Abandoned Golden Retrievers in Turkey Are Finding Homes in U.S.

Abandoned Golden Retrievers in Turkey Are Finding Homes in U.S.

An Atlanta rescue group for pure-bred Golden Retrievers has saved more 50 dogs abandoned in shelters or on the streets of Istanbul in what’s considered the largest international rescue of the breed.

Golden Retrievers are one of the most beloved dog breeds in the United States, but their popularity in Turkey reached the level of status symbol a few years ago. Goldens became the dog that everyone had to have, says Lauren Genkinger, the founder of Golden Retriever rescue organization, Adopt a Golden Atlanta (AGA).

But the Golden’s appeal tarnished as more and more people acquired the sought-after breed. Soon, Goldens began turning up in shelters and living on the streets of cities such as Istanbul, she says.

Life is tough for an abandoned Golden in Turkey. The open-air shelters are overcrowded and Goldens living on the streets or in the woods are often attacked by feral dogs. “You don’t find senior Goldens in Istanbul. They don’t live that long,” Genkinger says. The gentle breed simply isn’t equipped to survive under harsh conditions, she explains.

Flight Plans

When Genkinger heard about the Goldens’ plight she decided AGA had to help. The organization’s motto is: “We never say no to a Golden Retriever in need.” 

So AGA arranged for a flight to bring 36 Goldens living in Istanbul shelters back to the U.S on May 9. AGA volunteers worked with contacts in Turkey to collect the dogs and accompany them back to Atlanta. The journey was a lengthy one—a three-hour flight to Luxembourg, a 12-hour layover, and then a nine-hour flight to Atlanta—but the dogs handled it well, says Genkinger.

Back at the AGA facility, volunteers tried to make the dogs’ transition as easy as possible. AGA brought in people who speak Turkish to talk to the dogs initially before getting them accustomed to English, says Genkinger. All of the Goldens were in relatively good health after living in shelters for several years. They also soon realized the “Turkey dogs” are just like their U.S. counterparts—sweet, playful and friendly. As a result, AGA has eased the strict adoption requirements it put in place for the Goldens, says Genkinger.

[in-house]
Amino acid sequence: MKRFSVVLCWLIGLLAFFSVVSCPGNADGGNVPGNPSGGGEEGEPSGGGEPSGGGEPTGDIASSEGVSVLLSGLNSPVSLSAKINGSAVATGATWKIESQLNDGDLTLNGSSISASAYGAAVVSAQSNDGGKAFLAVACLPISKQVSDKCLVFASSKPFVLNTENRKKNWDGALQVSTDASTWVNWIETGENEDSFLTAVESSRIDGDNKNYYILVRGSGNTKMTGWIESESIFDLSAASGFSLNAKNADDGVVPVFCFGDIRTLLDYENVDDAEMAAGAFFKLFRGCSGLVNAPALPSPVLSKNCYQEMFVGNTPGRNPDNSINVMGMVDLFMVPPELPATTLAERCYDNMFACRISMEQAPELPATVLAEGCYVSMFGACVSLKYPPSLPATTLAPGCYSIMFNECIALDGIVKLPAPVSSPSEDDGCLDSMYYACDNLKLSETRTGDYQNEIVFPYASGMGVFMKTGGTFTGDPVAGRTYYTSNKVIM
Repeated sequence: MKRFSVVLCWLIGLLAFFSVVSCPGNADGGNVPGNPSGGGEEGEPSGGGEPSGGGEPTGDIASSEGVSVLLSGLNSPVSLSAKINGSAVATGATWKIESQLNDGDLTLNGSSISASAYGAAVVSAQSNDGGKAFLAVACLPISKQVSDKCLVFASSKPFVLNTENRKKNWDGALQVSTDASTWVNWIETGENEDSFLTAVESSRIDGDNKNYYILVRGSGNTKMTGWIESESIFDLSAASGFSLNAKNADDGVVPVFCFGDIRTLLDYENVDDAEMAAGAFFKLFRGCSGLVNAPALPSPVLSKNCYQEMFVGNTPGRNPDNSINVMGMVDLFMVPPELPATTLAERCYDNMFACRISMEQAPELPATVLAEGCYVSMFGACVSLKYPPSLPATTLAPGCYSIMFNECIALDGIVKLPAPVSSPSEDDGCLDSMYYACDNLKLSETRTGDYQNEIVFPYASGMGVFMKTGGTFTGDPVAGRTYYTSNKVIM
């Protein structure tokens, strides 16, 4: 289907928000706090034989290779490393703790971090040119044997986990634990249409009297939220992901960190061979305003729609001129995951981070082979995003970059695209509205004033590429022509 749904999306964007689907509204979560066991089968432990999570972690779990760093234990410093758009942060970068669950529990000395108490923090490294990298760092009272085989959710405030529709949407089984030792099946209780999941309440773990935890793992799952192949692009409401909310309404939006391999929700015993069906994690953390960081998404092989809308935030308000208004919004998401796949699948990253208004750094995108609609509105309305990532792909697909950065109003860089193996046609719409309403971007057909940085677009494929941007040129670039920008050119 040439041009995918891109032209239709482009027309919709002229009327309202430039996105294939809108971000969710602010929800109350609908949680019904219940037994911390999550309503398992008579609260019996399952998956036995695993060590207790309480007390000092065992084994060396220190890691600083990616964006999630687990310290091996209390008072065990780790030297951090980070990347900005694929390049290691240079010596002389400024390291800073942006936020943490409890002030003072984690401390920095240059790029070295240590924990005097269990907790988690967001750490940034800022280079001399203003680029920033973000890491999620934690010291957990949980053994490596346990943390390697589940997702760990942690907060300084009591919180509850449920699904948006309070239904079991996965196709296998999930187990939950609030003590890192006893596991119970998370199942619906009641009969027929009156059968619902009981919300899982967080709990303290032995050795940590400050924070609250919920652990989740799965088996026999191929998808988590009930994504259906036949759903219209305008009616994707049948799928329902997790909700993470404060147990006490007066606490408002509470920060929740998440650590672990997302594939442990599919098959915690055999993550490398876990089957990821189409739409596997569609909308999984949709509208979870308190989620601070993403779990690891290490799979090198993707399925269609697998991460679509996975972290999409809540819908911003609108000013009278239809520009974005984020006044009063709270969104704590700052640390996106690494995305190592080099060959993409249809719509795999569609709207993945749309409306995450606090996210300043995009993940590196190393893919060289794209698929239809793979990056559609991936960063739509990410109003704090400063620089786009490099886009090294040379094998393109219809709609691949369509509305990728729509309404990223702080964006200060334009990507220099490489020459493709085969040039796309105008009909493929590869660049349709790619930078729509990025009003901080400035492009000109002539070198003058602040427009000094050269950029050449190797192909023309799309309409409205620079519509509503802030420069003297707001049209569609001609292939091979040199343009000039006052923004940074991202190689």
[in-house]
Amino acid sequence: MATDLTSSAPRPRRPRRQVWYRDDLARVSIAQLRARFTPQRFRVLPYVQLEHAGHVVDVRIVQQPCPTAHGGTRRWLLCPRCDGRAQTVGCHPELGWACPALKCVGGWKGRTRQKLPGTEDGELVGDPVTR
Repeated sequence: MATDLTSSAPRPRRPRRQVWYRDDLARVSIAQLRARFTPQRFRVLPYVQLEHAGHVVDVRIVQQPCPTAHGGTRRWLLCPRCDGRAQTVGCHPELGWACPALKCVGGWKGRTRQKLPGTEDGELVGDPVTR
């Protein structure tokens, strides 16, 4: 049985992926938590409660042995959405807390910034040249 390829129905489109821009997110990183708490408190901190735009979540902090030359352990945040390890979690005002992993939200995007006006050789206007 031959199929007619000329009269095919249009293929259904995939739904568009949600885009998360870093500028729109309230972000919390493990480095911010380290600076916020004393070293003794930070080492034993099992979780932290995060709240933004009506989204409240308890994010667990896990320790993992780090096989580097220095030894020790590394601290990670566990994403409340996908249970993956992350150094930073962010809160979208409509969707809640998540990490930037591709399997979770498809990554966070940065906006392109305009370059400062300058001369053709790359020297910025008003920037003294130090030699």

A second flight followed on June 15 to bring back another 15 Goldens that had been living on Istanbul’s streets. Most of the total 51 rescued Goldens are now in loving homes, Genkinger says, adding, “We’ve had a fantastic response.” 

Waiting List 

AGA emphasizes that the Turkey dogs are not being adopted in place of any Goldens already in the organization’s care. Genkinger explains that AGA has 150 people on its adoption waiting list and that most pure-bred Golden rescues around the country have waiting lists, as well. In fact, Genkinger says she hopes to get other rescues involved in the project. 

Genkinger hasn’t scheduled the next flight yet, but expects to travel regularly to Turkey to bring 12 dogs at a time back. “Thirty-six dogs was an awful lot,” she notes. But the trips can continue only as long as AGA has the money to pay for them. The organization has set up a Go Fund Me campaign to raise money to rescue and care for the Turkey dogs.

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Photo via Adopt a Golden Atlanta